DUFOUR 44 PERFORMANCE '05 Huge sail inventory and cruising amenities make this a true fast cruiser. Shoal keel version expands the cruising ground from the Chesapeake to Florida. Asking $270K Contact: Harold @ Annapolis Yacht Company 410-268-7171 or email@example.com GRAND SOLEIL 40 '07 Very lightly used high performance cruiser with a great equipment list. Price has been reduced for a quick sale, replacement cost is $450K and asking price is only $295,000. Call Harold @ Annapolis Yacht Company 410-268-7171. firstname.lastname@example.org 2003 Hunter 466 with gen and air, 3 staterooms, shoal keel, furling main and jib, clean and ready to go. Price reduced to $155,000/best offer. Call Harold @ 619-840-3728 email@example.com
Grand Soleil 40 '03 Head south in speed, comfort & style on board this Italian beauty. Lightly used & extremely well priced at $199,000. Please call for complete details and viewing instructions. Harold @ Annapolis Yacht Company 410-2687171 firstname.lastname@example.org
New listings are being added all the time, visit spinsheet.com spinsheet.com
ANNAPOLIS: 800-672-1327 SOUTH FLORIDA: 800-850-4081 TORTOLA: 284-494-1000 2006 OCEANIS 523
“Merci” 5 Cabins /5 Heads Located St. Martin, FWI Asking $229,000
2006 OCEANIS 473
“Teranga” 4 Cabins /3 Heads Located Tortola, BVI Asking $139,000
2003 SUN ODYSSEY 43DS
“The White Rose” 3-4 Cabins / 2 Heads Located Tortola, BVI Asking $120,000
2008 LEOPARD 40
“Island Time” 4 Cabins /2 Heads Located Tortola, BVI Asking $249,000
2006 CYCLADES 50
“Joyce Smith” 4 Cabins /4 Heads Located Tortola, BVI Asking $195,000
2005 LEOPARD 47
“Never Say Never” 4 Cabins /4 Heads Located Tortola, BVI Asking $289,000
2008 LEOPARD 46
“Seaquester” 3 Cabins /3 Heads Located St. Petersburg, FL Asking $559,000
2008 LEOPARD 43
“Kokomo” 4 Cabins / 4 Heads Located St. Vincent Asking $285,000
2007 CYCLADES 43
“Gemini” 3 Cabins /3 Heads Located Tortola, BVI Asking $120,000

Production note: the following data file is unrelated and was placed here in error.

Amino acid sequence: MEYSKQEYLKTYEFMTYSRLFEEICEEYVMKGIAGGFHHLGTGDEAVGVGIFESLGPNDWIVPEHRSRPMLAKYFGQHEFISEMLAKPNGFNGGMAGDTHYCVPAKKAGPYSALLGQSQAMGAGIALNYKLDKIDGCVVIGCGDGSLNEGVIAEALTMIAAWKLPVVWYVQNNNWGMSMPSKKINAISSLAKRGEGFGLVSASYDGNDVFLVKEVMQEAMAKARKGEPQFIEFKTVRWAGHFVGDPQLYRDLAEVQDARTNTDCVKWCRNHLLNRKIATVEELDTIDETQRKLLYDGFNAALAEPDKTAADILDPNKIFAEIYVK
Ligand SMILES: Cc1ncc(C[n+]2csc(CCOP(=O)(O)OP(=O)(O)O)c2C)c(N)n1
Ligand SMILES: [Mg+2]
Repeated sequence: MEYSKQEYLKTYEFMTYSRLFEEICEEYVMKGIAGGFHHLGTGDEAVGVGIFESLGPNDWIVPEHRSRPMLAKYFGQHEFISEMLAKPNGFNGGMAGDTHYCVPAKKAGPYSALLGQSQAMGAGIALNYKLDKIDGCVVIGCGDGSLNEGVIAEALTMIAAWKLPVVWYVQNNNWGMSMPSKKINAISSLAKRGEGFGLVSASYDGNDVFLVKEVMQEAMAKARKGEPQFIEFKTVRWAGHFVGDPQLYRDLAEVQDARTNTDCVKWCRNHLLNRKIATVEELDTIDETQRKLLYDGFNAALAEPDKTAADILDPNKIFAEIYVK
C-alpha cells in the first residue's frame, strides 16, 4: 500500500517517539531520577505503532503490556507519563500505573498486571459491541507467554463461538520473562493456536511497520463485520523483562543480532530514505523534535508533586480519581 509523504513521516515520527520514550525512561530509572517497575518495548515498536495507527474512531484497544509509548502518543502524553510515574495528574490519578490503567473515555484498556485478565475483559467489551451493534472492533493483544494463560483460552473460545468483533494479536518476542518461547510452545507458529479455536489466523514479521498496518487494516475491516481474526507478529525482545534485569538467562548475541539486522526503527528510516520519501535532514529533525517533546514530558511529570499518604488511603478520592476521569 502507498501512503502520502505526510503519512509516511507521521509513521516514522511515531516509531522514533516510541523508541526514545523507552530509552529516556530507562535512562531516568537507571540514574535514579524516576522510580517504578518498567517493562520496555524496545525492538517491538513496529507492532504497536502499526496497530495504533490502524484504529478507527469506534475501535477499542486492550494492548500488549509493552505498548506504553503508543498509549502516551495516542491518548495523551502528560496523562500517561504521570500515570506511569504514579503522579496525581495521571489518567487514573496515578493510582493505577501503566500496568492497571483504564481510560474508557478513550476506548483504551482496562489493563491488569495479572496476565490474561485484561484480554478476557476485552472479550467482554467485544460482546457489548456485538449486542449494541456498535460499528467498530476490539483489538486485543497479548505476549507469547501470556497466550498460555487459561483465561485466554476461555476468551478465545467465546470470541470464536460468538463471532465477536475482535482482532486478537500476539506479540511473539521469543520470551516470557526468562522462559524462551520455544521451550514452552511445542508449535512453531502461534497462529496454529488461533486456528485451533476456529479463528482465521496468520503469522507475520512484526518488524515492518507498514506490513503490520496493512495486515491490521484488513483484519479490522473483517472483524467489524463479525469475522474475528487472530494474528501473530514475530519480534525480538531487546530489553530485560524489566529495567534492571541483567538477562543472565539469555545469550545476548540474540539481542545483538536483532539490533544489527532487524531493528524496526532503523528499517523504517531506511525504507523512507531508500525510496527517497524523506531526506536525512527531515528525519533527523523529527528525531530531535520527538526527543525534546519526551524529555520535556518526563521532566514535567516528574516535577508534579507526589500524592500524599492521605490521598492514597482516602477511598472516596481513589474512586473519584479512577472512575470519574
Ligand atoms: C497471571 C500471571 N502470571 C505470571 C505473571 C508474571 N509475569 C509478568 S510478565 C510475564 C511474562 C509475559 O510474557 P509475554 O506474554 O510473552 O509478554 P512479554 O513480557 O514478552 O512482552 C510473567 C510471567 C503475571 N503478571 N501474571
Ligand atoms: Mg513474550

2006 LAGOON 410
“Annie K” 4 Cabins /4 Heads Located Tortola, BVI Asking $245,000
2004 LAGOON 380
2007 CYCLADES 39
“Desert Wind” 3 Cabins /2 Heads Located Tortola, BVI Asking $99,000
“Holly Molly” 4 Cabin / 2 Heads Located Tortola, BVI Asking $185,000
OYSTER 49 2003 Captained maintained one owner vessel with everything needed for long range cruising including bowthruster, 3 AC units, 9kw generator, massive dinghy davits & all electric winches. Asking $695,000 obo. Call Harold @ 410-268-7171 or 619-840-3728 email@example.com
AMEL MANGO 53' 1988 Incredibly strong and simple to handle offshore cruiser. This one has been around the globe and is ready to go out again! Asking $249,000. Contact Harold @ Annapolis Yacht Company 410-2687171. firstname.lastname@example.org
39’ Beneteau 393 - THREE Available Very clean 2 & 3 cabin models from $129,000. Some are loaded with great gear, others are equipped for pleasurable coastal cruising. Contact Tim at 410-267-8181 email@example.com 41’ Morgan Out Island ‘81 Loaded. 2006 refit valued at $60K: Cummins eng, Balmar alternator, Aircon, sails, inverter/charger & barrier coated bottom etc. $63,000. Colonial Beach, VA – appointments necessary. Jonathan 804-436-4484 or firstname.lastname@example.org 43’ Beneteau 43 ’11 The perfect boat for cruising the Bay and your longer term plans to sail the Caribbean. She is mint and well equipped! $259,000 Please contact Tim at 410-267-8181 email@example.com 44’ Beneteau First 44.7 ’04 Loaded and virtually unused!!! Great gear and anxious owner. Owner just reduced the price to $198,000. Bring any reasonable offer. Contact Dan 410-267-8181 or firstname.lastname@example.org 44’ Reliance ‘92 Superb cond., ready to cruise, loaded, complete refit in 2008, freshwater till ’08, then Caribbean. Ash & teak interior. Great deal. $198,500. Deltaville, VA Call Jonathan 804-436-4484 or email@example.com
33’ Hunter ’07 This Hunter 33 is in excellent cond. She has had her prop tweaked to provide 6.75 boat speed & she has a new North Gennaker to provide great light air performance. Her upgraded Balmar alternator& additional batteries allow plenty of juice. There is a custom full cockpit enclosure for late fall cruising. She easily cruises with 2 couples & has been prepped by a very knowledgeable owner so she is really ready to cruise. $94,500 www.bayharborbrokerage. com 757-480-1073 34’ Catalina ’91 Nice cond., Walkthru transom, AC, refrigeration, Roller Furling, cockpit shower, cockpit table, total engine hrs 364, new fabric on cushions $46,000 www.bayharborbrokerage. com 757-480-1073 50’ Colin Archer Duch built steel pilothouse ketch This is a serious all oceans passage maker ready to cruise. Please see our web site for details. $350,000 Not for sale in US waters. Bay Harbor Brokerage 757-480-1073